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Summary: Your FSA ID gives you a single username and password (that you choose) to sign the FAFSA and access various U.S. Department of Education websites. Students and parents need their own FSA IDs. You can create a new FSA ID in just a few minutes.
The U.S. Department of Education replaced the FSA PIN (Federal Student Aid PIN) with the new FSA ID (Federal Student Aid ID), effective May 10, 2015. The FSA ID will allow students and parents to access and electronically sign the online version of the FAFSA (Free Application for Federal Student Aid) and various U.S. Department of Education websites with a user-selected username and password.
A More Secure Logon Process
This new login process is more secure, since it eliminates the need for students and parents to provide personal data, such as their name, date of birth, and Social Security Number (SSN), every time they access U.S. Department of Education websites. This change permits self-service password retrieval by email without requiring the applicant to reveal personal data. It also allows for name changes (for example, through marriage) without requiring an application for a new FSA ID.
Single Sign-on for All U.S. Department of Education Websites
The new FSA ID provides a single sign-on for accessing all of the U.S. Department of Education’s consumer-facing websites. For example, in addition to FAFSA on the Web, the FSA ID is used to access:
- National Student Loan Data System (NSLDS)
- My Federal Student Aid
- The TEACH Grant website
The IRS Data Retrieval Tool does not require students and parents to re-authenticate themselves if they log in with an FSA ID.
The FSA ID username must be at least six alphanumeric characters. The password must be 8-30 alphanumeric characters. The password may not match the individual’s name, Social Security Number, or date of birth. Everybody must change their password at least once every 18 months.
When choosing a password, remember that the FSA ID is also an electronic signature, used to sign the FAFSA, loan promissory notes, and other legal documents. So, it is best to consider other tips for choosing a good password.
Each FSA ID must be associated with a different email address. Parents may not use their own email address for a dependent student. Students must have their own email addresses. (A new, web-based email account can be obtained for free from Gmail.com, Outlook.com, or another free email website.)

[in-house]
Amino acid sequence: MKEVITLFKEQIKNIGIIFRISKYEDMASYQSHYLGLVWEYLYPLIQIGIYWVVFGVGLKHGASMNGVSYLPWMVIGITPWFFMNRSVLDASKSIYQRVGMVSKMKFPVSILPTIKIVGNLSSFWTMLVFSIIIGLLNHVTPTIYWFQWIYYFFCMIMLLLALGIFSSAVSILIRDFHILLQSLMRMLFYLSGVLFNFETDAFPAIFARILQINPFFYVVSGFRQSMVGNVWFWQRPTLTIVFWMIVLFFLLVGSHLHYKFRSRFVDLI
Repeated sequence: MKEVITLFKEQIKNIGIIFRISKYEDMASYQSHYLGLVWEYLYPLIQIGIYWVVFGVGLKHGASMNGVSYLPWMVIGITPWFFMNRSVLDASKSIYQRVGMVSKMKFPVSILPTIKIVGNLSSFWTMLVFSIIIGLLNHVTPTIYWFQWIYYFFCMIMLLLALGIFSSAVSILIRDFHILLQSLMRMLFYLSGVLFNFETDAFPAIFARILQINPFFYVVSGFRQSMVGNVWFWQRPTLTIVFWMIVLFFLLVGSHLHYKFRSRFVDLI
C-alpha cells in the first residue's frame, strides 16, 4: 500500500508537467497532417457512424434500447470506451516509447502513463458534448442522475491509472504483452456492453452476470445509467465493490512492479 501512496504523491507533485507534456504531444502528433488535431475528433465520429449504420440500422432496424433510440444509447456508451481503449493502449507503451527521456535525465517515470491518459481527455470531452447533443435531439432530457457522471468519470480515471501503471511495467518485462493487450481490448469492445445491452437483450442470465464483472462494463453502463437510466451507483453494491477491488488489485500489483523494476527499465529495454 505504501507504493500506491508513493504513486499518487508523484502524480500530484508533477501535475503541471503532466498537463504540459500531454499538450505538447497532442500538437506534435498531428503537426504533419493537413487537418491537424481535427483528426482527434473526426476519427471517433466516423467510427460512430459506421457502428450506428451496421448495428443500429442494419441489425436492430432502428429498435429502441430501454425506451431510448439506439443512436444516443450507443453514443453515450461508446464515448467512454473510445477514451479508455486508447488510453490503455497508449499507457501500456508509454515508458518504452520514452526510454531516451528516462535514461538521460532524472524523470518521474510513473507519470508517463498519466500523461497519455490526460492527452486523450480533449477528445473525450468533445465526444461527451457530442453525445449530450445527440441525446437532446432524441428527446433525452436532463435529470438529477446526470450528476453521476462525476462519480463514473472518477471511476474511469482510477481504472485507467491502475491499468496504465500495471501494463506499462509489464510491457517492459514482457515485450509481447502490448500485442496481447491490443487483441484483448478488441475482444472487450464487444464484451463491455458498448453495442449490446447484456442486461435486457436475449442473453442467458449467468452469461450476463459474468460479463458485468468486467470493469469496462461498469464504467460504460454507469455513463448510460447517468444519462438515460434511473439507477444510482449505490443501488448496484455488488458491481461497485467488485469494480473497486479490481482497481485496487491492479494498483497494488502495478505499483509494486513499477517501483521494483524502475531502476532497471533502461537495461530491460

How to Create Your FSA ID
Follow these steps to create a new FSA ID:
- Click on the link to create a FSA ID from fsaid.ed.gov or other U.S. Department of Education websites, such as StudentLoans.gov, StudentAid.ed.gov, National Student Loan Data System (NSLDS), and TEACH Grant.
- Verify that you are at least 13 years old.
- Create a unique username and password, and provide your email address. When choosing a username and password, remember that the FSA ID is an electronic signature used to apply for financial aid and sign loan promissory notes and other legal documents.
- Provide all required personal data, such as your name, Social Security Number, date of birth, and contact information, as well as answers to the challenge questions you select.
- If you already have an FSA PIN, you can link it to your FSA ID. This can speed up the verification process. (If you have forgotten it or do not have a PIN, you don’t need a FSA PIN to create an FSA ID.)
- Carefully review your information. Read and accept the terms and conditions on the FSA ID site.
- Check the email account that was used to create your FSA ID. You can add email@example.com to your address book to make sure the emails get delivered to your inbox. Look for a message that contains a secure code you can use to verify your email address on the FSA ID site. You will then have the option of using this email address instead of your username to access the various U.S. Department of Education websites. If you change your email address, you will need re-verify it.
The FSA ID may be used to file a FAFSA immediately. There may be a delay of a few days before the FSA ID can be used to login to the other U.S. Department of Education websites.
- If you don’t have an FSA ID yet, go to fsaid.ed.gov now and create one. It will only take a few minutes and your new FSA ID will be easier to use than the old FSA PIN.
- Never share your FSA ID with anyone, even your family. It can be used to sign the FAFSA and student loan documents, but it also gives access to your personal data, so keep it safe and secure.
- File the FAFSA every year to maintain eligibility for student aid.